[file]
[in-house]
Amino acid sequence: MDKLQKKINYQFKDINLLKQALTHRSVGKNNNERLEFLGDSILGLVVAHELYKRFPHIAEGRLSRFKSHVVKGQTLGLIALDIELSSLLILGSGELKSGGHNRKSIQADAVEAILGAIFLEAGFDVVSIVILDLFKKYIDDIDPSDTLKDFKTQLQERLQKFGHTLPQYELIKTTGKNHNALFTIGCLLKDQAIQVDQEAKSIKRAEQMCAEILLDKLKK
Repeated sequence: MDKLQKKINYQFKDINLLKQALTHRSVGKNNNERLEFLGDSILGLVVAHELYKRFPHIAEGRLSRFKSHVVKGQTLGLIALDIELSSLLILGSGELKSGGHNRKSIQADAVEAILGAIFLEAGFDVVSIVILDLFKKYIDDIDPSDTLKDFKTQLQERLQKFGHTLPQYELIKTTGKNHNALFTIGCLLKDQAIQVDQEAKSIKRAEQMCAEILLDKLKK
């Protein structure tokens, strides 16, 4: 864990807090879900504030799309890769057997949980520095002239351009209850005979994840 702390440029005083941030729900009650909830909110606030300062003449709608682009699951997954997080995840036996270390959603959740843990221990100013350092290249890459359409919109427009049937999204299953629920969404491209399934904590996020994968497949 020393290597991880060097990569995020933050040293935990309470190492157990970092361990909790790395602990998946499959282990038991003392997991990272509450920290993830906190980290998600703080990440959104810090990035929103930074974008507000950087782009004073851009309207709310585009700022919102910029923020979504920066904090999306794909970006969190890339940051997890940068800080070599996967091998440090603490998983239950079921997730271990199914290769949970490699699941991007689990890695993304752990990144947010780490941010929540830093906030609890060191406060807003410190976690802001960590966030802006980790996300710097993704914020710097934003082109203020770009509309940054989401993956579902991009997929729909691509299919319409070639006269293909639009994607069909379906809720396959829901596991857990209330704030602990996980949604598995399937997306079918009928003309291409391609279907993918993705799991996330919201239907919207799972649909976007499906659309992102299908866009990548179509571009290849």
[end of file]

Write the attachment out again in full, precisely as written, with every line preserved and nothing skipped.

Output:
[in-house]
Amino acid sequence: MDKLQKKINYQFKDINLLKQALTHRSVGKNNNERLEFLGDSILGLVVAHELYKRFPHIAEGRLSRFKSHVVKGQTLGLIALDIELSSLLILGSGELKSGGHNRKSIQADAVEAILGAIFLEAGFDVVSIVILDLFKKYIDDIDPSDTLKDFKTQLQERLQKFGHTLPQYELIKTTGKNHNALFTIGCLLKDQAIQVDQEAKSIKRAEQMCAEILLDKLKK
Repeated sequence: MDKLQKKINYQFKDINLLKQALTHRSVGKNNNERLEFLGDSILGLVVAHELYKRFPHIAEGRLSRFKSHVVKGQTLGLIALDIELSSLLILGSGELKSGGHNRKSIQADAVEAILGAIFLEAGFDVVSIVILDLFKKYIDDIDPSDTLKDFKTQLQERLQKFGHTLPQYELIKTTGKNHNALFTIGCLLKDQAIQVDQEAKSIKRAEQMCAEILLDKLKK
């Protein structure tokens, strides 16, 4: 864990807090879900504030799309890769057997949980520095002239351009209850005979994840 702390440029005083941030729900009650909830909110606030300062003449709608682009699951997954997080995840036996270390959603959740843990221990100013350092290249890459359409919109427009049937999204299953629920969404491209399934904590996020994968497949 020393290597991880060097990569995020933050040293935990309470190492157990970092361990909790790395602990998946499959282990038991003392997991990272509450920290993830906190980290998600703080990440959104810090990035929103930074974008507000950087782009004073851009309207709310585009700022919102910029923020979504920066904090999306794909970006969190890339940051997890940068800080070599996967091998440090603490998983239950079921997730271990199914290769949970490699699941991007689990890695993304752990990144947010780490941010929540830093906030609890060191406060807003410190976690802001960590966030802006980790996300710097993704914020710097934003082109203020770009509309940054989401993956579902991009997929729909691509299919319409070639006269293909639009994607069909379906809720396959829901596991857990209330704030602990996980949604598995399937997306079918009928003309291409391609279907993918993705799991996330919201239907919207799972649909976007499906659309992102299908866009990548179509571009290849």